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“We were misled by the German embassy. We will raise this issue with the German government that art can’t be exploited by anyone, be it governments or by embassies or any political groups,” he told Reuters in an interview.
“The musicians, all the 80, waived the fees for Kashmiri people and not for an elite event. We didn’t waive the fees for an embassy concert. Be sure this will be an issue in Germany.”
Addressing the charge of elitism, Mehta said “next time” he would play in a stadium, but stressed that the audience on Saturday had included a cross-section of Kashmiri society.
The German embassy did not respond to Reuters’ request for comment, but Steiner told India’s NDTV television channel that security considerations had been a factor in deciding how large an event to hold.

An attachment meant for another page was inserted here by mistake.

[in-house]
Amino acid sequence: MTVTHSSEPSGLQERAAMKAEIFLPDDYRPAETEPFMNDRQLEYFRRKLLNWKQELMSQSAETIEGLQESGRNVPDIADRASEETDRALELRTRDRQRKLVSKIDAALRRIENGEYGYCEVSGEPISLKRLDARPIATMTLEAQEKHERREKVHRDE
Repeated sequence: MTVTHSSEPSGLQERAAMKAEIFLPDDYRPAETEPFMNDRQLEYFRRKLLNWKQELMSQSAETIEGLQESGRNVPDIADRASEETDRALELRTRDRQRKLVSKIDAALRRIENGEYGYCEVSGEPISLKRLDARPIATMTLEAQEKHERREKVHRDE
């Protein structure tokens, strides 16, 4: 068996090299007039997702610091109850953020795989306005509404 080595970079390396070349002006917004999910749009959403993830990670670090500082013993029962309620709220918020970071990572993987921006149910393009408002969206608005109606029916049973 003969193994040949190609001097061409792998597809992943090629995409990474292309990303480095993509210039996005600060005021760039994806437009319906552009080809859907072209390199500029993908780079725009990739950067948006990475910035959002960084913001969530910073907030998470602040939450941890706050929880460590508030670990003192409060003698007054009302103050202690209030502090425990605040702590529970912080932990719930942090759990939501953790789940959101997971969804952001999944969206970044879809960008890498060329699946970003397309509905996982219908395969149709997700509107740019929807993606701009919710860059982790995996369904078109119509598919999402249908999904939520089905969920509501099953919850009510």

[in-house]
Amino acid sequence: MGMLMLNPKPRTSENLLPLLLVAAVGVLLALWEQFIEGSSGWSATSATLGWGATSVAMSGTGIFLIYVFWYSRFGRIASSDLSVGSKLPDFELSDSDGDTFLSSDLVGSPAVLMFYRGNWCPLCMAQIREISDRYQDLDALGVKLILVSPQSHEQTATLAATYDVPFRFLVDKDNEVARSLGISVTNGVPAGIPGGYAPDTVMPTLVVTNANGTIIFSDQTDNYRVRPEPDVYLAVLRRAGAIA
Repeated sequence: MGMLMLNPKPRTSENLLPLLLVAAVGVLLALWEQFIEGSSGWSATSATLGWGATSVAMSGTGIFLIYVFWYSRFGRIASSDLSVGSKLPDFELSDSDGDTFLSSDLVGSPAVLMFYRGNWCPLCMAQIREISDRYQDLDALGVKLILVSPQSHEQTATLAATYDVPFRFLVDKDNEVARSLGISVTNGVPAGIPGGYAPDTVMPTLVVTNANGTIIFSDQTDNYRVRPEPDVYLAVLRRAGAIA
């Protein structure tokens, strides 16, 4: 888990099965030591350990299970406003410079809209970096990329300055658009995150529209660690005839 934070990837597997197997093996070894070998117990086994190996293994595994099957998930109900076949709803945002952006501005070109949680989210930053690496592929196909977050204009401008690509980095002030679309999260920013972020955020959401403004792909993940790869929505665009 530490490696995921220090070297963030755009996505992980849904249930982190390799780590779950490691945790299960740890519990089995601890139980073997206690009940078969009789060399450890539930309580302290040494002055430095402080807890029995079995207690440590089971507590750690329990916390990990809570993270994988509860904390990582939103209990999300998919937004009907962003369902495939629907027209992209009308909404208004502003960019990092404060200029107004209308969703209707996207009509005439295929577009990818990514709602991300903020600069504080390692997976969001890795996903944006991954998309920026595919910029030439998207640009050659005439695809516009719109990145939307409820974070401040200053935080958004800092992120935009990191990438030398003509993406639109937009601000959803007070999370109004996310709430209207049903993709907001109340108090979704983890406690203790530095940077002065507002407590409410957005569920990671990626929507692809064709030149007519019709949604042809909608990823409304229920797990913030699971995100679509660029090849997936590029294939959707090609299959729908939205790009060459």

“The first priority was that we had to guarantee to the orchestra, to the invitees, to Zubin Mehta, to everyone security. Kashmir is as it is. We could not at this juncture do it in a Woodstock form. The situation was not right for that,” he said.
Indian-born Mehta, 77, who has conducted the Israel, Berlin and Vienna philharmonic orchestras among others during his long career, said despite the controversy he still believed the concert had had a positive impact on Kashmir.
“We are not politicians. We cannot change boundaries but we can start a process of healing. Yesterday there was the beginning of some process of healing because Hindus and Muslims were sitting together in complete harmony,” he told NDTV.